Monomania

Don't look now, but the writing seems to be on the wall for the one-person show. Even Downtown is not sure it has enough time or interest to absorb every last detail about the protagonists of New York's groovy literary scene. Two recent one-mans at P.S. 122, Mike Albo's Spray and Jonathan Ames's Oedipussy, do little to break through the malaise of the monologue.

Albo is a talented and earnest sort who likes to stir up ironic snickers with subtle physical movements, a nasty take on New Age, and a poetic sense of storytelling. By riffing on the neuroses of "the Sliver Generation," he reveals the horror of a consciousness shaped entirely by market research. But while his ability to find the synchronicity between Netscape, Yahoo!, and Netanyahu (among other mass- media artifacts) is seductive, he doesn't separate himself enough from the subjects of his arch lampooning. We're left waiting for the real Mike Albo to please stand up.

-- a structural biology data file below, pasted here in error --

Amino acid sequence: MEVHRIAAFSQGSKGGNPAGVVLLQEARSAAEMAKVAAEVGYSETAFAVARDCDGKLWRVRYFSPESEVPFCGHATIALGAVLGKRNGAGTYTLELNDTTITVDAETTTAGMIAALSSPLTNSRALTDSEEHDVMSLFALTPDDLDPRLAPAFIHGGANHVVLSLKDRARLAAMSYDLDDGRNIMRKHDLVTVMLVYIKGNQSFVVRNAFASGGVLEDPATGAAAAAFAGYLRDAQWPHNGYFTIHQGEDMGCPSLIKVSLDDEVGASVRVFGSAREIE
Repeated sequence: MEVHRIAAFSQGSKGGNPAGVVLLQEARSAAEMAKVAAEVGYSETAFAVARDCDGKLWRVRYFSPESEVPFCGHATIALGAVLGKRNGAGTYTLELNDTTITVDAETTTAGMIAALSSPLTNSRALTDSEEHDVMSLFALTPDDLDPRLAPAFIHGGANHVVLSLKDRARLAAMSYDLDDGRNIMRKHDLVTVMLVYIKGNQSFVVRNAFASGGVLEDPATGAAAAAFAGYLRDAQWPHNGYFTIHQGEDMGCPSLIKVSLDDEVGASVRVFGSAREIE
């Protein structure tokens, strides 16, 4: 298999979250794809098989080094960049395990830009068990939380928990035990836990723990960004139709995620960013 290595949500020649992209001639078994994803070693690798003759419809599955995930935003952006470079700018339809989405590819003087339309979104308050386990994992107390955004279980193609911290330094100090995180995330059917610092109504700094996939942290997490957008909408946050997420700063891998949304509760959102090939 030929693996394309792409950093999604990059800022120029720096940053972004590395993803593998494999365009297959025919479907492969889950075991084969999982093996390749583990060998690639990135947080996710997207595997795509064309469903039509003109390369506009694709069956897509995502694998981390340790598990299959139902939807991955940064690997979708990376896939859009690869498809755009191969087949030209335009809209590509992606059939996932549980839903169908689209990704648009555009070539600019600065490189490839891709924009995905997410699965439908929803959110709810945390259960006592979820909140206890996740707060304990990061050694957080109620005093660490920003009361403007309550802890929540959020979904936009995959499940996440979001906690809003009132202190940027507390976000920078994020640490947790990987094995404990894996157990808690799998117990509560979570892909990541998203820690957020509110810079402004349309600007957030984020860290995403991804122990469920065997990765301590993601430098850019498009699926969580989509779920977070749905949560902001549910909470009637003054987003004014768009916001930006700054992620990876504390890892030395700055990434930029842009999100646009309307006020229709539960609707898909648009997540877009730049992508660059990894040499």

There are some hilarious moments in Jonathan Ames's Oedipussy, but his nice-Jewish-boy- with-a-small-penis- who-sells-a-novel-fresh- out-of-college- only-to-descend-into-a- sleazy­New York­demimonde-of-sex-and-drugs shtick is utterly clichéd. So are his references to Freud, Proust, Beckett, and the ambiguous nature of Porky Pig's gender. One skit, about how talking in a yenta voice on a phone-sex line got him into a gay boxing match in the St. Mark's Hotel, had good storytelling momentum. But most of this material, as well as the guest appearance of "Mangina," a naked man wearing a prosthetic vagina, seemed like a master's thesis from the creative writing program at Howard Stern University.

 
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